Long considered perhaps the greatest violinist of his time, Jascha Heifetz was a virtuoso’s virtuoso.
Born in Vilnius in 1901, Heifetz started young, receiving his first lessons from his father—a violin instructor—at three. By seven, he had made his debut. Five years later, Fritz Kreisler, an extraordinary violinist in his own right, declared, “We may as well break our fiddles across our knees,” after a private performance in which Heifetz showcased his skills.
Having moved to the United States with his family as a teenager, Heifetz made his Carnegie Hall debut at 16 to rapturous reviews. Later, he told admirer Groucho Marx that he had earned a living as a musician since the age of seven. Marx responded, “And I suppose before that you were just a bum.”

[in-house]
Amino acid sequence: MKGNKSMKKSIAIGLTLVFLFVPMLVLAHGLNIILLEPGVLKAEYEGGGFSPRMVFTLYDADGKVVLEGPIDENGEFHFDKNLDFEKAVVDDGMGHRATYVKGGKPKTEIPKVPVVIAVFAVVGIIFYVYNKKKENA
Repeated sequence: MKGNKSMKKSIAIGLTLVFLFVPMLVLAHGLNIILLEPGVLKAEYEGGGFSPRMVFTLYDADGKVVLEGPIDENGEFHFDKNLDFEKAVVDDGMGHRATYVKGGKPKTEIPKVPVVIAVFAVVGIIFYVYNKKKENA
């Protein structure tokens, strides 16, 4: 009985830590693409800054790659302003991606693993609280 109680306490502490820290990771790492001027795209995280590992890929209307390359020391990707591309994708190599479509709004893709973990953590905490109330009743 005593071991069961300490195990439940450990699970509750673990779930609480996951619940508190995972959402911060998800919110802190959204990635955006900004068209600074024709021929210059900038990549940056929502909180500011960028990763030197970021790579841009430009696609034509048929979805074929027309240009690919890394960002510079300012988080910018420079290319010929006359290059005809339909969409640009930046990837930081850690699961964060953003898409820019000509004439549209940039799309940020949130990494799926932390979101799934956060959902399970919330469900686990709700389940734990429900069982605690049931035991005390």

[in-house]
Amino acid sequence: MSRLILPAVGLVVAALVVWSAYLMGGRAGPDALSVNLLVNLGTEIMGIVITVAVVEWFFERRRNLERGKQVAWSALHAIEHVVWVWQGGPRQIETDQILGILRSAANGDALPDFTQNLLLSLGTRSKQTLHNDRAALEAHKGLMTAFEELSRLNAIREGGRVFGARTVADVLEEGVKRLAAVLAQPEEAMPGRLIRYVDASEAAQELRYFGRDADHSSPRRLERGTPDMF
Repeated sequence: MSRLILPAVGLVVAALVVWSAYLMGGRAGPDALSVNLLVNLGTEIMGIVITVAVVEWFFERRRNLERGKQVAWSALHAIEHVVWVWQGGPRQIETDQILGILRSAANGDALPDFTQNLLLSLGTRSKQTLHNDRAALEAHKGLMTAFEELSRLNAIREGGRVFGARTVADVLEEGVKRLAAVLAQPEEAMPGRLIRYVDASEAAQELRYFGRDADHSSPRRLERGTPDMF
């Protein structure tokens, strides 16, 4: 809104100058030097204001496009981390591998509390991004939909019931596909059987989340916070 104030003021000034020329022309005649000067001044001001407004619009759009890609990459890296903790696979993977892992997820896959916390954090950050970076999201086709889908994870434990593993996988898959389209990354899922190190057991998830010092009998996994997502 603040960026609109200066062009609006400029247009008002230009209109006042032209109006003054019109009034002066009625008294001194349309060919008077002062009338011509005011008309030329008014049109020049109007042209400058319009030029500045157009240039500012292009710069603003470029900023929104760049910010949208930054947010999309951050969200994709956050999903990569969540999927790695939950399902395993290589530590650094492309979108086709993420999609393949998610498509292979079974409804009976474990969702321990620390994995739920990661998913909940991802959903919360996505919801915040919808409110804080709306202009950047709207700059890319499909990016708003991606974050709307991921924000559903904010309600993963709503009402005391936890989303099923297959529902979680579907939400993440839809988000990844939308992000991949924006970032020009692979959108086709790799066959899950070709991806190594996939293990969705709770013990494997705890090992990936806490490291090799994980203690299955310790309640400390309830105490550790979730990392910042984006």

But Heifetz wasn’t universally adored. On his third tour to Israel in 1953, he was asked by the Minister of Education to remove a Richard Strauss violin sonata from his repertoire, Strauss long considered to have been a Nazi composer. Heifetz declined, saying, “The music is above these factors.” But stubbornness is a two-way street: each time Heifetz played the sonata, Israeli audiences sat in silence.
Watch the trailer of a beautiful Heifetz documentary:
June 19, 2014